• involve at least 21 hours study per week

If you study for a qualification up to A level and you’re under 20, your course must:

  • last at least 3 months
  • involve at least 12 hours study per week

You will get a Council Tax bill if there’s someone in your household who’s not a full-time student, but your household might still qualify for a discount.

 

Part 5: Discounts for disabled people

Disabled band reduction scheme

This scheme makes sure disabled people don’t pay more Council Tax if they need:

  • a bigger property
  • to adapt their home because of their disability

The property must be the main home of at least 1 disabled person. They can be an adult or a child and don’t have to be responsible for paying the Council Tax.

The property must have 1 or more of:

  • an extra bathroom, kitchen or other room for the disabled person
  • extra space inside the property for using a wheelchair

Other Council Tax reductions

People who are severely mentally impaired and some live-in carers are exempt when working out Council Tax.

You can apply for a Council Tax discount from your local council.

 

Part 6: Second homes and empty properties

Second homes

You may pay less Council Tax for a property you own or rent that’s not your main home.

Councils can give furnished second homes or holiday homes a discount of up to 50%.

Empty properties

You’ll have to pay Council Tax on an empty and unfurnished home, but you may qualify for a discount. It’s up to your council to decide whether you get a discount and how much you get.

If the owner of a house has died, Council Tax isn’t charged for up to 6 months after probate is granted (your legal right to sell the home).

Some homes don’t get a Council Tax bill for as long as they stay empty. They include homes:

  • of someone in prison (except for not paying a fine or Council Tax)
  • of someone who’s moved into a care home or hospital
  • that have been repossessed
  • that cannot be lived in by law
  • that are empty because they’ve been compulsory purchased and will be demolished

You may get a discount if your home is undergoing major repair work or structural changes (eg your walls are being rebuilt).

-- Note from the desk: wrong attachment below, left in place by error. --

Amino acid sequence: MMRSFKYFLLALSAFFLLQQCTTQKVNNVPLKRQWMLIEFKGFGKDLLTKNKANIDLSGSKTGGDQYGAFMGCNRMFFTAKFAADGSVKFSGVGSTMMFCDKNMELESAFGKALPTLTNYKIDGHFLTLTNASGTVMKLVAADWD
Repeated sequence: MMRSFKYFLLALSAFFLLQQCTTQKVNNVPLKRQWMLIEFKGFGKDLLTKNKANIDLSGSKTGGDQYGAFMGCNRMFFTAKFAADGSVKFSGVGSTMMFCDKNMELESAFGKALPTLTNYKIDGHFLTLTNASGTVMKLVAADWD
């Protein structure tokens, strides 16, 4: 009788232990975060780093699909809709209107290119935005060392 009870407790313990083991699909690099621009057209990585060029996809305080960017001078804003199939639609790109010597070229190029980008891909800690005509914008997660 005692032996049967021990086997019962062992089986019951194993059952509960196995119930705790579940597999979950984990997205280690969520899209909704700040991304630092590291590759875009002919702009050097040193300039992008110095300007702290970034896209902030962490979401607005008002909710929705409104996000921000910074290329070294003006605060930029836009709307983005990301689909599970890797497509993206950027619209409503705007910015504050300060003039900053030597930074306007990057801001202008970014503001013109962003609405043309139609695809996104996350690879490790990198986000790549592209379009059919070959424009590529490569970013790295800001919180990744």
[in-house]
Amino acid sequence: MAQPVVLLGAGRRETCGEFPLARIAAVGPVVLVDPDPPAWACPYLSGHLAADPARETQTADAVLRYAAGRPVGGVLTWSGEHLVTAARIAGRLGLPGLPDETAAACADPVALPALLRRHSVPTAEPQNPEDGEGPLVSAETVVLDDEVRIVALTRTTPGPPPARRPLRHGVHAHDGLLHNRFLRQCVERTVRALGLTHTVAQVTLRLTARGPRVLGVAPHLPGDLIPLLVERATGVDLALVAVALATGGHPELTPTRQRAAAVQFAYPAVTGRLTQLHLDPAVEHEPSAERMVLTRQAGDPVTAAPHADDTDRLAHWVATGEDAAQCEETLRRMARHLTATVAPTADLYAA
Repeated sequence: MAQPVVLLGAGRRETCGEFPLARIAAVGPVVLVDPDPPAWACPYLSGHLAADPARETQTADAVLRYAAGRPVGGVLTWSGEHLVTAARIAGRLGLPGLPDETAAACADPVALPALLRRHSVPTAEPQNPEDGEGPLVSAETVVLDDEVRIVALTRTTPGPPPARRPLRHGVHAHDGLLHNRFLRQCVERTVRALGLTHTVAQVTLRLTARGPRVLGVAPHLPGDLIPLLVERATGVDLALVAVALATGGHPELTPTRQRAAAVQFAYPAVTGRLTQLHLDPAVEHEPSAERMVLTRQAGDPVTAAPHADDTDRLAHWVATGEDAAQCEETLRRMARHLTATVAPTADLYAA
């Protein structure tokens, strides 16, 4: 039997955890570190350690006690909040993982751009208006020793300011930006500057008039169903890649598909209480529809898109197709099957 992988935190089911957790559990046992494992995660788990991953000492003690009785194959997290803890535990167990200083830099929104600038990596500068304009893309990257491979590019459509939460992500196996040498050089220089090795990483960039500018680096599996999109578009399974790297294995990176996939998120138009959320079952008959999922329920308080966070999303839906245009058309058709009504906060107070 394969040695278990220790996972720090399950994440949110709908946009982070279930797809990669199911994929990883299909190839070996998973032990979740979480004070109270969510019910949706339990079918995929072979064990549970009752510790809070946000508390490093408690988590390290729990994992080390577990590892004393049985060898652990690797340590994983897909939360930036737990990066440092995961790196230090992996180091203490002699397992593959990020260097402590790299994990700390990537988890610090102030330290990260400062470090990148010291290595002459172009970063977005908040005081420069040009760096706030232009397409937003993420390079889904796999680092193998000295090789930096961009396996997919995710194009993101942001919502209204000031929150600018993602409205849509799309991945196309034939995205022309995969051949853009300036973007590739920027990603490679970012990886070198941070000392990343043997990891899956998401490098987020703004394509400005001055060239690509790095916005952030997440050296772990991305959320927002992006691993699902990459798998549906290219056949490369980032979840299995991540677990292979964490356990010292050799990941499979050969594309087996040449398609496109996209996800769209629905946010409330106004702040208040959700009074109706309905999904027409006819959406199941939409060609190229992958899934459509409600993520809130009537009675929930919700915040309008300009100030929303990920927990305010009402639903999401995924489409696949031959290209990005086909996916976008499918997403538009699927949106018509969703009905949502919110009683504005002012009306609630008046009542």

Properties empty for 2 years or more

Your Council can charge up to extra 50% Council Tax if your home has been empty and unfurnished for 2 years or more (unless it’s an annexe or you’re in the armed forces).

Completion notices

Local councils usually send completion notices to new homes and properties that have had major home improvements. A completion notice tells you the day the council thinks your property was finished.

You have to start paying Council Tax from this date.

 

Part 7: Problems paying and financial help

Tell your council as soon as you think you’ll have a problem paying your Council Tax bill.

You can choose to spread your payments over 12 months instead of 10 if you’re not already doing so. Contact your council and ask them to set this up.

Your council may be able to give you a one-off discount if you’re really struggling to pay.

Council Tax Reduction

You may be able to claim Council Tax Reduction or Second Adult Rebate if you’re on a low income.

Missing Council Tax payments

You Council Tax is normally split into 10 monthly payments.

If you haven’t spoken to your council about a problem paying your bill, and you miss a payment, your council will ask you for payment:

  1. Your council will send you a reminder notice giving you 7 days to pay.

  2. If you don’t pay within 7 days, the council will send you a final notice. You’ll also get a final notice if your monthly Council Tax payments are late 3 times in a year. The final notice gives you 7 days to pay the full amount of Council Tax for the whole year.

  3. If you don’t pay the final notice within 7 days, the council will take legal action to get the Council Tax you owe. The court may also make you pay the council’s costs, like hiring a lawyer.

 

Other relevant links

 

 

 

 

 

 

 

 

 

 

Permanent link to this article: http://operationfatherhood.org/dwp/council-tax-benefits/